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The loupe is quite long and I usually like to brace my arms against my body when using a viewfinder on a small camera. While the Kinotehnik does provide another point of contact when shooting handheld your arms are going to be quite a long way out in front of you.

The BMPCC cameras really are a catch-22 product. While they offer good image quality at an affordable price, the trade-off is that they have poor battery life and usability. To cover all of your bases you really need both a loupe and another monitor. Perhaps the smartest solution would be to put the loupe on a SmallHD Focus monitor or a Blackmagic 5″ Video Assist. That way you get the best of both worlds. The caveat to doing this is you substantially increase the size of your rig and you have to use a cage and other mounting equipment to do it.

Extend your BMPCC battery Life

One of the added benefits of using the LCDVF BM5 is that you can set the brightness of the screen on the Blackmagic Pocket Cinema Camera to 10% instead of having it at 100%.

By reducing the screen brightness you can gain around 20% more battery life. Anyone who has used a BMPCC 6K will appreciate getting an added 20% out of a battery!

Other Options

There is only a few other optical viewfinders for the Pocket Cinema Cameras that I know of. One of those is the Zacuto Blackmagic Pocket Camera Z-Finder. I might be wrong, but I believe this is designed to work with the original BMPCC 4K and not the BMPCC 6K.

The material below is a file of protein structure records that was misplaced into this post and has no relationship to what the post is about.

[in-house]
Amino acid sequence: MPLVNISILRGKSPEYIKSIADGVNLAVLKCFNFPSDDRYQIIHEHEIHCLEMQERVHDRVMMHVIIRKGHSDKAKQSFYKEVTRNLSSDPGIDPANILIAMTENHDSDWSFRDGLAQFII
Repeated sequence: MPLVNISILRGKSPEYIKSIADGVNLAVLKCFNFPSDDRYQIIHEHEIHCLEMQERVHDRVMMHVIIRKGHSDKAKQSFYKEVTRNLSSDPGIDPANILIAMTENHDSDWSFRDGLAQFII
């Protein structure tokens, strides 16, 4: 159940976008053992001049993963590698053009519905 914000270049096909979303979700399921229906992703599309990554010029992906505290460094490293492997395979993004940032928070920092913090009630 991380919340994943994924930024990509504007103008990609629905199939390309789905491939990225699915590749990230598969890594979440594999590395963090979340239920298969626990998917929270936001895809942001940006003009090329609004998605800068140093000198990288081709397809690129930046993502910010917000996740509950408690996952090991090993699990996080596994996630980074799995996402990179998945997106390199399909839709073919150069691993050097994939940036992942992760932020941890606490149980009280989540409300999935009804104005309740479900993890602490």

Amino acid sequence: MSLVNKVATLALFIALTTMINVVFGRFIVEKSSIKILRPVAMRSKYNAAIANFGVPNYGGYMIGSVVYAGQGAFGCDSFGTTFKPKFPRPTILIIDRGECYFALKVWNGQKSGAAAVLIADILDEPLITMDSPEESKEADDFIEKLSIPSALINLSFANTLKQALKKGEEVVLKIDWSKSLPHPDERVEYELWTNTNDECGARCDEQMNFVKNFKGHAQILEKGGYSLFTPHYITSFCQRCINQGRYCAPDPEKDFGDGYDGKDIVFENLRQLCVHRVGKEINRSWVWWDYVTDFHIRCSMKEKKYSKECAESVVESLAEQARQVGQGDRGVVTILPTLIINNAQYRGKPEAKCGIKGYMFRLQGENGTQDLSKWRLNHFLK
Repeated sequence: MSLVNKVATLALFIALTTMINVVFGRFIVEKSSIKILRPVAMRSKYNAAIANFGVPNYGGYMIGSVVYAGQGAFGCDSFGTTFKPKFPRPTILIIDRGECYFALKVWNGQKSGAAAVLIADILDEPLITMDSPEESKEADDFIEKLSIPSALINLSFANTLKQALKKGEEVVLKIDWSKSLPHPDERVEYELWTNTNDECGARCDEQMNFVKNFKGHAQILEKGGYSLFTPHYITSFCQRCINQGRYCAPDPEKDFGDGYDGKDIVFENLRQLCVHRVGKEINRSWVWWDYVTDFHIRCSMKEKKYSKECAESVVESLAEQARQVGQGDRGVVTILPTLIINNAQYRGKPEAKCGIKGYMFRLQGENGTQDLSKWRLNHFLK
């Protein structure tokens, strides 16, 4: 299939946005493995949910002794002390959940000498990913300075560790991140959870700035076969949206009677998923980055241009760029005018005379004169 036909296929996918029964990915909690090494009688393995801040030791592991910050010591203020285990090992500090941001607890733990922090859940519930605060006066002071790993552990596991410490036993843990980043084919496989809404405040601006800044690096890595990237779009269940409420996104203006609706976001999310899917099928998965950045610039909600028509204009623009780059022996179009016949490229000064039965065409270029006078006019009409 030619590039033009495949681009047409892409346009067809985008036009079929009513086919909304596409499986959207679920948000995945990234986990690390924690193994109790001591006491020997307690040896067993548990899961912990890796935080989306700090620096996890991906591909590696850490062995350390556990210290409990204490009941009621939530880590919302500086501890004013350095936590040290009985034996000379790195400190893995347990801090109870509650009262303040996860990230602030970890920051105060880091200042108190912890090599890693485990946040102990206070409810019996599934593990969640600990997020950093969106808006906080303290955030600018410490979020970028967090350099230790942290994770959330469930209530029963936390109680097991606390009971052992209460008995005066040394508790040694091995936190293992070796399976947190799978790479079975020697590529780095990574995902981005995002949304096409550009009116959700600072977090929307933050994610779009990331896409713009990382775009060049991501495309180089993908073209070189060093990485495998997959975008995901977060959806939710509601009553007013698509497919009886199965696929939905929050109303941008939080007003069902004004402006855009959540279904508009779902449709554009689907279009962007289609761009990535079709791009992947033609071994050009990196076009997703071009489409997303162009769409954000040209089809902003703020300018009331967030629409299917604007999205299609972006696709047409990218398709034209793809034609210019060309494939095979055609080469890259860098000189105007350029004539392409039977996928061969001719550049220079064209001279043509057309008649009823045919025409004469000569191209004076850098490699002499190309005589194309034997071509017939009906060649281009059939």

However, one of our readers, Sarah Euschen has come up with her own solution by adopting the Zacuto viewfinder to work with the BMPCC 6K.

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QV-1 LCD View Finder for BMPCC

Another option is the QV-1 LCD View Finder for BMPCC, but again, just like the Zacuto it is only designed to work with the BMPCC 4K. It costs $79 USD.

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Just a few weeks ago we featured the GlareGuard for BMPCC cameras, but that is not an optical viewfinder, it is a sunshade that attaches magnetically to a metal frame that is attached to the camera. While this will work in certain scenarios it isn’t going to completely solve the problem.


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The Kinotehnik LCDVF BM5 optical viewfinder retails for $189 USD. The competing Zacuto Blackmagic Pocket Camera Z-Finder is $190 USD.

The original Kinotehnik LCDVF BM optical viewfinder costs just $89 USD.


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The Kinotehnik LCDVF BM5 optical viewfinder, at least to my knowledge, is the only purpose made viewfinder that will work on the BMPCC 6K without modifications.

While it does do its intended job and the build quality and magnetic attachment are good, I would have liked to have seen a built-in diopter as well as some kind of eyepiece cap.

It is hard to make a good third party loupe for a camera because you are somewhat limited as to what you can do with a non-moving 5″ screen.

If you do shoot a lot of handheld content with a BMPCC and you don’t want to add an external monitor then an optical viewfinder does make a lot of sense.

I don’t personally think an optical viewfinder is going to suit everyone’s way of using a BMPCC. It is probably a better idea to just attach an external monitor, but that is a lot more expensive option than just using an optical viewfinder.